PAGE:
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Another one on the ground along the boardwalk.

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Yellow rumped warbler posing for me. Why are these the only ones that like to show off?

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Pretty green feathers on the male mallard. Mating season has begun.

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I found this lone female hooded merganser hanging out with a mallard couple. She was asleep on my first lap around the park. She was just floating along the creek.

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On my 2nd lap around the park, she was awake and watching me.

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She started to dive for food and did not seem to care if I was around.

I’ve been by the golf driving range in Largo a million times. I did not realize there was a park behind it. It’s a small park but has a nice layout. On one side is the driving range. Another side has a small creek with a golf course across from it. The third side is the same creek around the bend with houses across from it. There are several paved paths and a nice boardwalk around a very small pond. It was cold the morning I headed over. Practically freezing here at a chilly 48 degrees! But, the sun was out and it warmed up fast. I had heard there were cedar waxwings hanging around the park. I saw them there but they were far away on the other side of the creek into the sun. I walked two laps around the park and saw them later fly overhead. Off into the yonder. Oh well, I’ll try to head over there again before they leave for spring.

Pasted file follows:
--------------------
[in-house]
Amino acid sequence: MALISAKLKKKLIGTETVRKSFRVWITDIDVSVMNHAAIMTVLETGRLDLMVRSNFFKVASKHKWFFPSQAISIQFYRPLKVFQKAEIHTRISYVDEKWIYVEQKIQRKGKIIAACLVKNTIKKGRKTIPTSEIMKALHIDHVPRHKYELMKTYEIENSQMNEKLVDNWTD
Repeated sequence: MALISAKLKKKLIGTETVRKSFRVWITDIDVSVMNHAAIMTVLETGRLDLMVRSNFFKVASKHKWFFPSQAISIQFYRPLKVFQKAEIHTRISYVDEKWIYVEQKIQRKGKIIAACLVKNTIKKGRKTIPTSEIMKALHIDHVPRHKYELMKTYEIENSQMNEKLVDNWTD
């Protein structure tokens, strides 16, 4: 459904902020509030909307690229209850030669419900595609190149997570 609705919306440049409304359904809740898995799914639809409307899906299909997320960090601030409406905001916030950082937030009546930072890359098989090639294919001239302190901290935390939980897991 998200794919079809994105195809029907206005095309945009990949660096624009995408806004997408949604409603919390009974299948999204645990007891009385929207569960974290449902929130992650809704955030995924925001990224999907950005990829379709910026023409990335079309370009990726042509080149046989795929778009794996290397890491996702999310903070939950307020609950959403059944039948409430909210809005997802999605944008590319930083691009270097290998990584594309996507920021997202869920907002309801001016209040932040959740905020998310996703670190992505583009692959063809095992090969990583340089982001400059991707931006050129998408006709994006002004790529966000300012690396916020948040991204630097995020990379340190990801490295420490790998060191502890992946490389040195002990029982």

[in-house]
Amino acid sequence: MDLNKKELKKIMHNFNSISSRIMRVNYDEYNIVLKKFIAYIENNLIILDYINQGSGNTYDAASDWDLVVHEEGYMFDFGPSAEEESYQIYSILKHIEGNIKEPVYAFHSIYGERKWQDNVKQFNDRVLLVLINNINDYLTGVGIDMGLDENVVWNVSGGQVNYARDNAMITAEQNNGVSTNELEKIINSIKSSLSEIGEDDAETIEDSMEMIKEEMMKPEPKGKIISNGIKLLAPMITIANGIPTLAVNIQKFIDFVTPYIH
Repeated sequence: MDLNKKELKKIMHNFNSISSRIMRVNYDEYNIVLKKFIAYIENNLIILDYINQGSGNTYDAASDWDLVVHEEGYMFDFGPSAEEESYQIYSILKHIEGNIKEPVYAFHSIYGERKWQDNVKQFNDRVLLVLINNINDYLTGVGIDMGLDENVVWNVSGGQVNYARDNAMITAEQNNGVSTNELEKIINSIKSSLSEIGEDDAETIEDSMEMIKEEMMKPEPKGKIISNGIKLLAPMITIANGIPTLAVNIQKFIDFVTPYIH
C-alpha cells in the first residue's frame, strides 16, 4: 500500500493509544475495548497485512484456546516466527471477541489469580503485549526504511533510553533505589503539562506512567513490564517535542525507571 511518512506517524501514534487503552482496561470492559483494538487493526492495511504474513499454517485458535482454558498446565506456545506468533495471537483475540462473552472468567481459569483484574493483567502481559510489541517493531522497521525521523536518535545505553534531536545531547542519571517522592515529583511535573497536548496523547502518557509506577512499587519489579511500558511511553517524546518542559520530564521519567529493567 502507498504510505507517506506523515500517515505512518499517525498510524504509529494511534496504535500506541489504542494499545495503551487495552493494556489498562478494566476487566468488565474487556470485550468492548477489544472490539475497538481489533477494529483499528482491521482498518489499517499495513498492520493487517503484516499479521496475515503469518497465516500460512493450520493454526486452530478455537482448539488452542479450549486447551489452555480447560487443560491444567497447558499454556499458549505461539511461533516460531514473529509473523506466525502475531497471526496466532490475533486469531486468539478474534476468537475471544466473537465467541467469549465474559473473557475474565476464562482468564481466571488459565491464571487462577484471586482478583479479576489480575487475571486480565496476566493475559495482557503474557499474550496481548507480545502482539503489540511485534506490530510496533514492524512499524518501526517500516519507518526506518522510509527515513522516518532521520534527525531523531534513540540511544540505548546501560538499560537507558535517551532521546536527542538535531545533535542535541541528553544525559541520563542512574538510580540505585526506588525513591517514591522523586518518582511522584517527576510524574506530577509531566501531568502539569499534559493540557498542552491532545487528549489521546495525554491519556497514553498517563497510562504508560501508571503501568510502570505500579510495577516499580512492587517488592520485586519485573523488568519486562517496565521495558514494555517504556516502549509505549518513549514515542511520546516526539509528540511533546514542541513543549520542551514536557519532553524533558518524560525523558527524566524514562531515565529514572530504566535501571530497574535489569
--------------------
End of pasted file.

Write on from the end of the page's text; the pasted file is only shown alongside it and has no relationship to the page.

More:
Looking for yet another yellow bird.

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Are you a western tanager?  No, just a yellow rumped warbler.

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Of course, the western tanager would be much higher up in the trees and harder to spot. After two hours, she would not come down from the top of the trees.

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This was the best that I got that morning. She’s now been there for a few weeks so I should go back and see if I can find her again.

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Nice butt shot. There were at least 20 birders looking for this bird. After several hours she was spotted high up and stayed there. This is my western tanager.

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After spotting the tanager in the trees by the parking lot, I headed over to the beach to see what I could find. I’m going with Forester’s tern on this one. He’s got the black “earmuffs” that a common wouldn’t have. Bill is slightly longer.  Seagull Steve, let me know if I’m wrong on this. I followed your comparisons here.

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Wilson’s plovers on the beach.

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Are these semipalmated plovers?  Those orange legs on the one in the back makes me think they are but they don’t have a lot of color in their face. Maybe the back one is a juvenile?

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Stretching after a nap.

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A royal tern staring at me.

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Taking a bath in the salt water.

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What’s this? This isn’t a tern or plover. There was a lone red breasted merganser walking up on the beach. Where were all of her friends? They usually aren’t alone. She preened for a few minutes.

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And then took off down the beach.

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Pelican flying by just as the sun was coming out.